Still, Grover saw potential for great disc golf in the area, a place with the same warm temperatures and 12 hours of daylight essentially every day of the year. Instead of accepting the disheartening status quo, he wanted to change it.

“I decided to try and start my own disc golf course, just to give me and my wife something to do,” he said. “But I had no idea what it would turn into.”

While trying to make this idea into a reality, the two discovered that food baskets that were a part of daily life in the area happened to be almost the exact dimensions of regulation PDGA targets. Using these, they created their own disc golf baskets and began setting up pop-up courses in parks.

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Group at Round-About Disc Golf Course with DIY basket made with food baskets common in Malaysia. Used with permission.

The two used social media to advertise when they would be playing, encouraging others to come. They also saw potential to attract people to disc golf at events focused around a disc sport already extremely popular in Malaysia.

“Ultimate frisbee is really big here, huge actually,” explained Grover. “Every university here has teams, and once they finish university, they have semi-pro teams, and you see massive Ultimate events in parks all the time. So my wife and I built a portable basket and started going out to these events to try and introduce disc golf to these people, and it worked.”

With techniques honed by years of Ultimate, players were quickly able to throw putters and mid-ranges much farther than your average beginners.

“They were throwing 300 feet from the get-go!” Grover remarked, a little envious. “The first time I threw a disc, it went backwards.”

In just one month, the mixed efforts of social media campaigning and recruitment of Ultimate players made the pop-up events extremely popular. Grover and his wife knew that they’d hit on something that could be big and decided to take another step to help feed the growing disc golf fever.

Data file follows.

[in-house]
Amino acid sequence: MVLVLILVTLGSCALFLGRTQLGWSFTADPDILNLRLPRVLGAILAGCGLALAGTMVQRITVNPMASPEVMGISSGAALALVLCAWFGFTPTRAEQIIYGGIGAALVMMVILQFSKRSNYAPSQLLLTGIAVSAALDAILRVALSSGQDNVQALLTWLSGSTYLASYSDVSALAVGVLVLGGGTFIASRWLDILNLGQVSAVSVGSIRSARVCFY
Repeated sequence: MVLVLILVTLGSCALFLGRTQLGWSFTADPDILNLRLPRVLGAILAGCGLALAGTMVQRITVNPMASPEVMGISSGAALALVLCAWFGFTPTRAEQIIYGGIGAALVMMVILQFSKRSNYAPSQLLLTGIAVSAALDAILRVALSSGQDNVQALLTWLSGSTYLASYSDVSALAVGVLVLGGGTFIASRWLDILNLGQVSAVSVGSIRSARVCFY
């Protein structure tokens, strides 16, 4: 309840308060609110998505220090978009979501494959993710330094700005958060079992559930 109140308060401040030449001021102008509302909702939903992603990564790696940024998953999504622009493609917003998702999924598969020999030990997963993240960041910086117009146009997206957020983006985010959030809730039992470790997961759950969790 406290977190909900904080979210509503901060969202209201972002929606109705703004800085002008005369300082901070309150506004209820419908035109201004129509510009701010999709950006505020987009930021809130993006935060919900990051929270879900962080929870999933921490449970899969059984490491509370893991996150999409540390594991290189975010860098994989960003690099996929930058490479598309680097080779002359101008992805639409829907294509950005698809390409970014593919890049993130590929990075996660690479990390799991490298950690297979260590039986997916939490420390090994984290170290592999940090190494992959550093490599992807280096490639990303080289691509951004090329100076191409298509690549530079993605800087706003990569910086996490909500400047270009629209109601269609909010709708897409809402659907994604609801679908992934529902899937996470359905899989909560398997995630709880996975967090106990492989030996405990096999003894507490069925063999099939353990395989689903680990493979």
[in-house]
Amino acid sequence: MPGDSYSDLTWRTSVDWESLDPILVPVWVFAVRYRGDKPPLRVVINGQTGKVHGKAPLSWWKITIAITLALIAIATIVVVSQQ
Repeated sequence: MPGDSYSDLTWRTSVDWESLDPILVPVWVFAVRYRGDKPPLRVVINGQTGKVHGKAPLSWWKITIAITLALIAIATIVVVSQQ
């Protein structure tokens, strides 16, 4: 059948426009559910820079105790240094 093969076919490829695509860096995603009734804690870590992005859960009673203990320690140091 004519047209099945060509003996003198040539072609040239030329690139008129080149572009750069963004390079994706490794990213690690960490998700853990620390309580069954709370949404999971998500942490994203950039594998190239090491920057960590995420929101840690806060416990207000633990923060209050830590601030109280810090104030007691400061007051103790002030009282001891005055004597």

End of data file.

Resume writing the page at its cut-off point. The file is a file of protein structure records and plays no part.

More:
Malaysia Boleh

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Lining up a long one at Taman Riverside Course in Johor Bahru. Used with permission. 

Like everything else in Malaysia’s brief disc golf history, the installation of its first course happened with stunning rapidity. Buoyed by the strong attendance at pop-up events, Grover called the local government to ask about putting in a permanent disc golf course in a local park.

“They didn’t say ‘no,’ but they didn’t want to give any money towards it,” he said. “They said, ‘If you want to put something out there, no problem; our landscape people can cut around it.’”

Grover says this attitude is summed up in a common phrase in Malaysia, “Malaysia boleh.” The phrase is often translated as something similar to, “in Malaysia, anything is possible” or “Malaysia can do it!”

“They’re not sticklers here,” Grover said. “People just don’t really get in your way when you have a good idea.”

Grover took the local authorities at their word, and the first disc golf course in Malaysia, Round-About Disc Golf Course in Bukit Indah, was ready for play in May 2018—just four months after Grover and his wife moved there.

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Horsin' around at Bale’ Equestrian and Country Club. Used with permission